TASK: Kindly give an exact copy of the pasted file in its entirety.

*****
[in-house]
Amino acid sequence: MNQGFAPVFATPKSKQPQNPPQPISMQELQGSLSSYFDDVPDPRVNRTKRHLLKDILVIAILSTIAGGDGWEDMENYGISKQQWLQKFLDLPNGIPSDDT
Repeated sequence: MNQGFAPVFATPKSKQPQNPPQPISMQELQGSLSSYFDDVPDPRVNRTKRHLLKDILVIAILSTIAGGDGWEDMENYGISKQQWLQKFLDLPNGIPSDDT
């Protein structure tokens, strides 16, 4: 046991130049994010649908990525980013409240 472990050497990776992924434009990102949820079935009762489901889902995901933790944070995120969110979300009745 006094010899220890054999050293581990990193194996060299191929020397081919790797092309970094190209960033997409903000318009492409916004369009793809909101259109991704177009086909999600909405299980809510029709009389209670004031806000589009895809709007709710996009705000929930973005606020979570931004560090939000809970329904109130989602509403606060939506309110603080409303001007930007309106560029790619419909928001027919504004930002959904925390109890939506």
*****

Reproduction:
[in-house]
Amino acid sequence: MNQGFAPVFATPKSKQPQNPPQPISMQELQGSLSSYFDDVPDPRVNRTKRHLLKDILVIAILSTIAGGDGWEDMENYGISKQQWLQKFLDLPNGIPSDDT
Repeated sequence: MNQGFAPVFATPKSKQPQNPPQPISMQELQGSLSSYFDDVPDPRVNRTKRHLLKDILVIAILSTIAGGDGWEDMENYGISKQQWLQKFLDLPNGIPSDDT
């Protein structure tokens, strides 16, 4: 046991130049994010649908990525980013409240 472990050497990776992924434009990102949820079935009762489901889902995901933790944070995120969110979300009745 006094010899220890054999050293581990990193194996060299191929020397081919790797092309970094190209960033997409903000318009492409916004369009793809909101259109991704177009086909999600909405299980809510029709009389209670004031806000589009895809709007709710996009705000929930973005606020979570931004560090939000809970329904109130989602509403606060939506309110603080409303001007930007309106560029790619419909928001027919504004930002959904925390109890939506």